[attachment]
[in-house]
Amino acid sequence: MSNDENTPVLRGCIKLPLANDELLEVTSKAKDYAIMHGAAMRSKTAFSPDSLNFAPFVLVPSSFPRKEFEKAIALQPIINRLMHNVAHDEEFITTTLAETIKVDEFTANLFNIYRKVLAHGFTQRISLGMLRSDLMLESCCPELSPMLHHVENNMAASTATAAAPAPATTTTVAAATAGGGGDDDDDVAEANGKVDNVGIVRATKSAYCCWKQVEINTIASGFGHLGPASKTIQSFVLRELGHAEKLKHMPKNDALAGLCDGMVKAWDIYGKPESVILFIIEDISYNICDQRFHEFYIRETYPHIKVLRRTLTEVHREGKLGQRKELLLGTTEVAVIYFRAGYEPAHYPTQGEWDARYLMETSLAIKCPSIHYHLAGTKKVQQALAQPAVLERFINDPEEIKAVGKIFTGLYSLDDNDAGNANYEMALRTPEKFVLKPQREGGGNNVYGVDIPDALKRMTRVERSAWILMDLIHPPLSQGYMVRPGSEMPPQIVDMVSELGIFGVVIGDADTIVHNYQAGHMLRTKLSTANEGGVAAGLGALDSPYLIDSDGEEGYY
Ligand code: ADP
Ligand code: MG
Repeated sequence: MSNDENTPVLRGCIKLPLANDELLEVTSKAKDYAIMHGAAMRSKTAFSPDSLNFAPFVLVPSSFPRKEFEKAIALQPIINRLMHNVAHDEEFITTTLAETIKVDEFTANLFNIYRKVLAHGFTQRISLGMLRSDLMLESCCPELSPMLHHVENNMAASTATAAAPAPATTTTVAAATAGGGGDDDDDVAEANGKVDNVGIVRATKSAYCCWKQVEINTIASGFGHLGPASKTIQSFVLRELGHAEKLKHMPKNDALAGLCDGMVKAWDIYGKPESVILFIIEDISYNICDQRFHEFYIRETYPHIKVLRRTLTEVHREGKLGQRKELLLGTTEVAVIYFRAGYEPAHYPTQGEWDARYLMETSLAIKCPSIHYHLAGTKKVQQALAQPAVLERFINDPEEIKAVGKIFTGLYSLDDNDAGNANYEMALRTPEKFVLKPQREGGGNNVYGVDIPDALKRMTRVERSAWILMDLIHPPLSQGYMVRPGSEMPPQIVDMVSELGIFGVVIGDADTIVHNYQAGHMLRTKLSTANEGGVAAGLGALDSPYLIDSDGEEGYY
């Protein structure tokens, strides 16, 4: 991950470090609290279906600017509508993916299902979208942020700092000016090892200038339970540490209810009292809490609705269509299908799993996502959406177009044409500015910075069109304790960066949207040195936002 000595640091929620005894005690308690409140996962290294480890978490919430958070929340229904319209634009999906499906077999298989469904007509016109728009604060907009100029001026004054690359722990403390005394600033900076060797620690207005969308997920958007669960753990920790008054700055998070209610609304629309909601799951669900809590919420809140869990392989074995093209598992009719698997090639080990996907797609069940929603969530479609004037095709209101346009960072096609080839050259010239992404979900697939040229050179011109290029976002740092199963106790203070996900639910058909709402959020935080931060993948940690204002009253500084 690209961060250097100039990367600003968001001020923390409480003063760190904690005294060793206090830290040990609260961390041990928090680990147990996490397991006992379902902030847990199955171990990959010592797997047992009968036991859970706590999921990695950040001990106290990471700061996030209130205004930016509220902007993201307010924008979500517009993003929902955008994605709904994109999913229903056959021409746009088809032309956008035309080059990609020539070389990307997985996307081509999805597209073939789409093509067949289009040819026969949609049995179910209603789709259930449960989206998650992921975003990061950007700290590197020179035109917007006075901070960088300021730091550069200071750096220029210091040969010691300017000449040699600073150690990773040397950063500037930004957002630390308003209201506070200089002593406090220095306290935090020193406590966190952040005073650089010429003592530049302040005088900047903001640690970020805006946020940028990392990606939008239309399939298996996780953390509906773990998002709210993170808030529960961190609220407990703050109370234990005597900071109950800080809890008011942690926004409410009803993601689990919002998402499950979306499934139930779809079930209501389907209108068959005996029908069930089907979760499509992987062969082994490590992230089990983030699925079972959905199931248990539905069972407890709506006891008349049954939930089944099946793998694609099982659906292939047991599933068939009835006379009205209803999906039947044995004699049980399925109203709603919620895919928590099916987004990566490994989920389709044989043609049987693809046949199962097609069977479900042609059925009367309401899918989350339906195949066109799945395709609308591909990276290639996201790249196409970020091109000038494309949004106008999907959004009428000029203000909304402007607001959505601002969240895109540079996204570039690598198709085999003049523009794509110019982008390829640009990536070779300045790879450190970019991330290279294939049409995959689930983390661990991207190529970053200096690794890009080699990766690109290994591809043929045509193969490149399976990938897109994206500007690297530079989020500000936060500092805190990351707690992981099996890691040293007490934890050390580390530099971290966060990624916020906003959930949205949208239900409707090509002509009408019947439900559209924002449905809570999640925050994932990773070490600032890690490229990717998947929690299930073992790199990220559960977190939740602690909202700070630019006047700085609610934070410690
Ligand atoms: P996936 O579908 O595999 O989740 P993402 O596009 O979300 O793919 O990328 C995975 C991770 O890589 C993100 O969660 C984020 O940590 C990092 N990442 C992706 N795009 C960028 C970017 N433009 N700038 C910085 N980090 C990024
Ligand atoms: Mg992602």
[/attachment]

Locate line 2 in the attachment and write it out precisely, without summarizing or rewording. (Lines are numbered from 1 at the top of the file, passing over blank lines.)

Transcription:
Amino acid sequence: MSNDENTPVLRGCIKLPLANDELLEVTSKAKDYAIMHGAAMRSKTAFSPDSLNFAPFVLVPSSFPRKEFEKAIALQPIINRLMHNVAHDEEFITTTLAETIKVDEFTANLFNIYRKVLAHGFTQRISLGMLRSDLMLESCCPELSPMLHHVENNMAASTATAAAPAPATTTTVAAATAGGGGDDDDDVAEANGKVDNVGIVRATKSAYCCWKQVEINTIASGFGHLGPASKTIQSFVLRELGHAEKLKHMPKNDALAGLCDGMVKAWDIYGKPESVILFIIEDISYNICDQRFHEFYIRETYPHIKVLRRTLTEVHREGKLGQRKELLLGTTEVAVIYFRAGYEPAHYPTQGEWDARYLMETSLAIKCPSIHYHLAGTKKVQQALAQPAVLERFINDPEEIKAVGKIFTGLYSLDDNDAGNANYEMALRTPEKFVLKPQREGGGNNVYGVDIPDALKRMTRVERSAWILMDLIHPPLSQGYMVRPGSEMPPQIVDMVSELGIFGVVIGDADTIVHNYQAGHMLRTKLSTANEGGVAAGLGALDSPYLIDSDGEEGYY